Overwhelming RFQ Backlog - Strategies on Being Selective & Bidding Quickly
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  1. #1
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    Default Overwhelming RFQ Backlog - Strategies on Being Selective & Bidding Quickly

    Well, I find myself in the favorable position of having too much work to bid on, but not enough resources to get to it all. In light of all that is going on, I was expecting that the work would start to dry up but the opposite has occurred. The workload for bidding has increased. I'm talking hundreds of part numbers due in a couple weeks time with only 1-2 people working it. Sometimes, I feel that we "over-engineer" the quote and need to simplify our quoting process. It is a dilemma of accuracy, quantity, & time - pick two.

    So...

    How do you select the correct work to bid on when everything is within your manufacturing capability? Do you simply pass on opportunities because you understand your capacity to bid and realize you cannot realistically get to it?

    How do you make your bidding process more efficient? Do you go out for quote on everything or throw the dart at the proverbial pricing target board?

    Let the sarcastic and serious responses commence. All are appreciated as I am very thankful for what this forum has to offer.

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    Random thoughts- If you're going to skimp on quoting, quote high, as you'll certainly miss something. And that something is never in your favor. What can you make the most money on with the least trouble? Put your efforts there. It's incredibly difficult for people to say no, but if you don't, you'll bury yourself in problems.

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    You can always share the load with less-busy nearby shops ... just saying ...



    Regards.

    Mike

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    Quote Originally Posted by Finegrain View Post
    You can always share the load with less-busy nearby shops ... just saying ...



    Regards.

    Mike
    He said QUOTE volume, not actual orders. We're experiencing that right now... Twice the quotes coming in, half the parts going out. It's almost like purchasing agents working from home can't spend half the day chatting and just use all that extra time to spam everyone for pricing.

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    We are in the same boat. Was slow 6 months ago and now we are overwhelmed. The process we use is to bid only to our core customers, and core industries.

    We make parts for all industries, but our core is aerospace, semiconductor, and defense. When we see a quote for agriculture, we no quote and let them know why. Our industries are not as cost sensitive so we can get away with throwing together quotes quickly, so we quote everything we can.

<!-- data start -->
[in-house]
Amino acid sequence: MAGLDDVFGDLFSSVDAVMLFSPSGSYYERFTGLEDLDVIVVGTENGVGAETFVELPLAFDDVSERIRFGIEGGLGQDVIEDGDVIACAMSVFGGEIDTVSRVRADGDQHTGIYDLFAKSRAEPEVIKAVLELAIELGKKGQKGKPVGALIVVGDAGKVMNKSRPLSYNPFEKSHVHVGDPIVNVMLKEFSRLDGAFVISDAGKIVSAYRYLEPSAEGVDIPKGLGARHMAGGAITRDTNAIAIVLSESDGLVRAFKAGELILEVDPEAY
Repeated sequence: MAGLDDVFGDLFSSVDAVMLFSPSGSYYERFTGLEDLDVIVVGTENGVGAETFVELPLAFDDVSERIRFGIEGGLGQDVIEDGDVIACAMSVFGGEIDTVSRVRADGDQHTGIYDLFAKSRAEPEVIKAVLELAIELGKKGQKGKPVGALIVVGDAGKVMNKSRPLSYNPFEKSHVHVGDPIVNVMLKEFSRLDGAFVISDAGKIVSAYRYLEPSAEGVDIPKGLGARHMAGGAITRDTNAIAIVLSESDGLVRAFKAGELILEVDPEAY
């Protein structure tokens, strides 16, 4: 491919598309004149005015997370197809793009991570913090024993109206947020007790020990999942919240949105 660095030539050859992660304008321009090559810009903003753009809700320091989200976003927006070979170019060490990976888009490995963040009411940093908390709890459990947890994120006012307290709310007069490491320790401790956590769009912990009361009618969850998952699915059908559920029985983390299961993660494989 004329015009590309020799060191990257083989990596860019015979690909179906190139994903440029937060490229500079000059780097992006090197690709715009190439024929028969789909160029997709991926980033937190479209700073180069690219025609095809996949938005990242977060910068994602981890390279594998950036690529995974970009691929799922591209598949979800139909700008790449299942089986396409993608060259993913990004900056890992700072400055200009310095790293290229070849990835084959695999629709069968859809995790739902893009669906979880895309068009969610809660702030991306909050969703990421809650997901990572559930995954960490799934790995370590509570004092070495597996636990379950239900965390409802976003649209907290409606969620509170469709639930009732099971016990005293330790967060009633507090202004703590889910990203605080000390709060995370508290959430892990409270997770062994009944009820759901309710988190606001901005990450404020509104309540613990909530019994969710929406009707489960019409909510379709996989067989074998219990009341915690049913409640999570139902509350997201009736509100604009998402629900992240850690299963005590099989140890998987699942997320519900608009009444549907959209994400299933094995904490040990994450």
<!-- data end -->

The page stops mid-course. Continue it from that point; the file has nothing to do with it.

My boss has a great line that echos Conrad: I would rather lose a job because I was too high than too low.

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    start looking into the details of quoting, customers, parts, payment history start finding out who your best and worst customers are. STOP spending time on the low fruit and grow with the high hanging work. work smarter not harder. here's the first question how many quotes on average do you send out and how many of these do you end up winning? gotta start no quoting or quoting high more often to start weeding out the herd. there are ways to start winning more business with less work you have to start understanding the details behind the process and WHO your shop really is...

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    Quote Originally Posted by ducesrwld View Post
    start looking into the details of quoting, customers, parts, payment history start finding out who your best and worst customers are. STOP spending time on the low fruit and grow with the high hanging work. work smarter not harder. here's the first question how many quotes on average do you send out and how many of these do you end up winning? gotta start no quoting or quoting high more often to start weeding out the herd. there are ways to start winning more business with less work you have to start understanding the details behind the process and WHO your shop really is...

    and give 110% percent and put the puck in the net

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  12. #8
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    From my experience, first you have to know your customers. Who is actually going to send you profitable work.
    Who is going to be the least hassle? Nothing worse than dealing with a customer who is sending change orders and asking for those priced.
    Who is going to pay you on time, this includes acceptance time. If you are having to borrow money to pay for the cost of the job your profit went out the door.
    I have my A list customers.
    If they send out a rfq thats a actual job someone is going to get.
    They pay there bills with in 30 days of invoice.
    They send regular work to the shop on a ongoing basis.
    My B list is the above but pay 30-60 days.
    The rest just go in the trash.
    If I can't make money I sure don't want to just wear out my machines and I don't need the practice.

    It's worked for me for 40+ years


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